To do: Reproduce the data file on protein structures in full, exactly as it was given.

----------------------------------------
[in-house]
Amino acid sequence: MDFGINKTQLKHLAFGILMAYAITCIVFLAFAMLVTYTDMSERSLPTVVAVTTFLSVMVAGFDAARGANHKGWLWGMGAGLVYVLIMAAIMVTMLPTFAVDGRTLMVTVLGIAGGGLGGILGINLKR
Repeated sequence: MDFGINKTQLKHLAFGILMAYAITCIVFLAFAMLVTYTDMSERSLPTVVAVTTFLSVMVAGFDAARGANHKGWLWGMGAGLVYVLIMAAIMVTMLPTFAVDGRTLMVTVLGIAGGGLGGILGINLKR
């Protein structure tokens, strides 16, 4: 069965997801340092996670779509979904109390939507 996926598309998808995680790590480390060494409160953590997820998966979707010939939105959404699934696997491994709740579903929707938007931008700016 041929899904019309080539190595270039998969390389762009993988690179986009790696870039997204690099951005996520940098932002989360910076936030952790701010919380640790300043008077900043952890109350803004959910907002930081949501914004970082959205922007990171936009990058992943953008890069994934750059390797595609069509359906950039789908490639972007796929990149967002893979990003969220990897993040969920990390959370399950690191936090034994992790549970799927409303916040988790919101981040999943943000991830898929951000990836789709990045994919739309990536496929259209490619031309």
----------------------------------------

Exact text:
[in-house]
Amino acid sequence: MDFGINKTQLKHLAFGILMAYAITCIVFLAFAMLVTYTDMSERSLPTVVAVTTFLSVMVAGFDAARGANHKGWLWGMGAGLVYVLIMAAIMVTMLPTFAVDGRTLMVTVLGIAGGGLGGILGINLKR
Repeated sequence: MDFGINKTQLKHLAFGILMAYAITCIVFLAFAMLVTYTDMSERSLPTVVAVTTFLSVMVAGFDAARGANHKGWLWGMGAGLVYVLIMAAIMVTMLPTFAVDGRTLMVTVLGIAGGGLGGILGINLKR
């Protein structure tokens, strides 16, 4: 069965997801340092996670779509979904109390939507 996926598309998808995680790590480390060494409160953590997820998966979707010939939105959404699934696997491994709740579903929707938007931008700016 041929899904019309080539190595270039998969390389762009993988690179986009790696870039997204690099951005996520940098932002989360910076936030952790701010919380640790300043008077900043952890109350803004959910907002930081949501914004970082959205922007990171936009990058992943953008890069994934750059390797595609069509359906950039789908490639972007796929990149967002893979990003969220990897993040969920990390959370399950690191936090034994992790549970799927409303916040988790919101981040999943943000991830898929951000990836789709990045994919739309990536496929259209490619031309």